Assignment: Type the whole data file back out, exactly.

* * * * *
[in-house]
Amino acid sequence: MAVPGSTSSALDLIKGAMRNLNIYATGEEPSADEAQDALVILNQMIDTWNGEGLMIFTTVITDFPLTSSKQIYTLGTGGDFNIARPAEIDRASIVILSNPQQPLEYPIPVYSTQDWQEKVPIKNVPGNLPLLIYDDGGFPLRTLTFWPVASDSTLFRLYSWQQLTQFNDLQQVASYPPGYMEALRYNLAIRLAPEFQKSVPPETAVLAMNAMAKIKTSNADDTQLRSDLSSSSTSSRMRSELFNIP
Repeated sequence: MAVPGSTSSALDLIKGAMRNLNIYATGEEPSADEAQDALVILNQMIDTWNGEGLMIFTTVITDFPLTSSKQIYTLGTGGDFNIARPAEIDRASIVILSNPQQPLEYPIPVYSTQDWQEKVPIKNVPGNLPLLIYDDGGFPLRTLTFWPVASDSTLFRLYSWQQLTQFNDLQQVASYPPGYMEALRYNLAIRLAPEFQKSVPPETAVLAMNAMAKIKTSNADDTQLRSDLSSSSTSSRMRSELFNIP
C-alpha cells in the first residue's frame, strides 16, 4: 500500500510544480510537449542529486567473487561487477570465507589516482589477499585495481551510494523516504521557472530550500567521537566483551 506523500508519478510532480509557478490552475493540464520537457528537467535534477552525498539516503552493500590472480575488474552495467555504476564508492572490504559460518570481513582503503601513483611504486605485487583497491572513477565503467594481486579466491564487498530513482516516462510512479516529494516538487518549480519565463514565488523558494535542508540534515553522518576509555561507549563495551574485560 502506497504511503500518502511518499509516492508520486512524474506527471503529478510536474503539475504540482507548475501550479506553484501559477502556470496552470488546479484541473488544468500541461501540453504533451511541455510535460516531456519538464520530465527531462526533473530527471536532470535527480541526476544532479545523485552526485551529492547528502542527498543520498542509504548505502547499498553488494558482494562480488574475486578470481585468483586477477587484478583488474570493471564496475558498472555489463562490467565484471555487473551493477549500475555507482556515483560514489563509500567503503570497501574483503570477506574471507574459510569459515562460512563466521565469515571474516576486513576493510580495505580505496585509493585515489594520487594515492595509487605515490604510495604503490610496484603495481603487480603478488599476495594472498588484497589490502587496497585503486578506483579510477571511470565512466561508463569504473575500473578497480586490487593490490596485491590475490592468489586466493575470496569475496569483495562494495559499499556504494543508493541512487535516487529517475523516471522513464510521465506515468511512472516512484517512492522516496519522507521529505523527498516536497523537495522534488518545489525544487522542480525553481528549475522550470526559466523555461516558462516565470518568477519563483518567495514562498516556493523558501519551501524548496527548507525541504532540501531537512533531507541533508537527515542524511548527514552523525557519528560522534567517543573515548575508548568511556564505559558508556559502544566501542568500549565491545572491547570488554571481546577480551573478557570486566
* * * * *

[in-house]
Amino acid sequence: MAVPGSTSSALDLIKGAMRNLNIYATGEEPSADEAQDALVILNQMIDTWNGEGLMIFTTVITDFPLTSSKQIYTLGTGGDFNIARPAEIDRASIVILSNPQQPLEYPIPVYSTQDWQEKVPIKNVPGNLPLLIYDDGGFPLRTLTFWPVASDSTLFRLYSWQQLTQFNDLQQVASYPPGYMEALRYNLAIRLAPEFQKSVPPETAVLAMNAMAKIKTSNADDTQLRSDLSSSSTSSRMRSELFNIP
Repeated sequence: MAVPGSTSSALDLIKGAMRNLNIYATGEEPSADEAQDALVILNQMIDTWNGEGLMIFTTVITDFPLTSSKQIYTLGTGGDFNIARPAEIDRASIVILSNPQQPLEYPIPVYSTQDWQEKVPIKNVPGNLPLLIYDDGGFPLRTLTFWPVASDSTLFRLYSWQQLTQFNDLQQVASYPPGYMEALRYNLAIRLAPEFQKSVPPETAVLAMNAMAKIKTSNADDTQLRSDLSSSSTSSRMRSELFNIP
C-alpha cells in the first residue's frame, strides 16, 4: 500500500510544480510537449542529486567473487561487477570465507589516482589477499585495481551510494523516504521557472530550500567521537566483551 506523500508519478510532480509557478490552475493540464520537457528537467535534477552525498539516503552493500590472480575488474552495467555504476564508492572490504559460518570481513582503503601513483611504486605485487583497491572513477565503467594481486579466491564487498530513482516516462510512479516529494516538487518549480519565463514565488523558494535542508540534515553522518576509555561507549563495551574485560 502506497504511503500518502511518499509516492508520486512524474506527471503529478510536474503539475504540482507548475501550479506553484501559477502556470496552470488546479484541473488544468500541461501540453504533451511541455510535460516531456519538464520530465527531462526533473530527471536532470535527480541526476544532479545523485552526485551529492547528502542527498543520498542509504548505502547499498553488494558482494562480488574475486578470481585468483586477477587484478583488474570493471564496475558498472555489463562490467565484471555487473551493477549500475555507482556515483560514489563509500567503503570497501574483503570477506574471507574459510569459515562460512563466521565469515571474516576486513576493510580495505580505496585509493585515489594520487594515492595509487605515490604510495604503490610496484603495481603487480603478488599476495594472498588484497589490502587496497585503486578506483579510477571511470565512466561508463569504473575500473578497480586490487593490490596485491590475490592468489586466493575470496569475496569483495562494495559499499556504494543508493541512487535516487529517475523516471522513464510521465506515468511512472516512484517512492522516496519522507521529505523527498516536497523537495522534488518545489525544487522542480525553481528549475522550470526559466523555461516558462516565470518568477519563483518567495514562498516556493523558501519551501524548496527548507525541504532540501531537512533531507541533508537527515542524511548527514552523525557519528560522534567517543573515548575508548568511556564505559558508556559502544566501542568500549565491545572491547570488554571481546577480551573478557570486566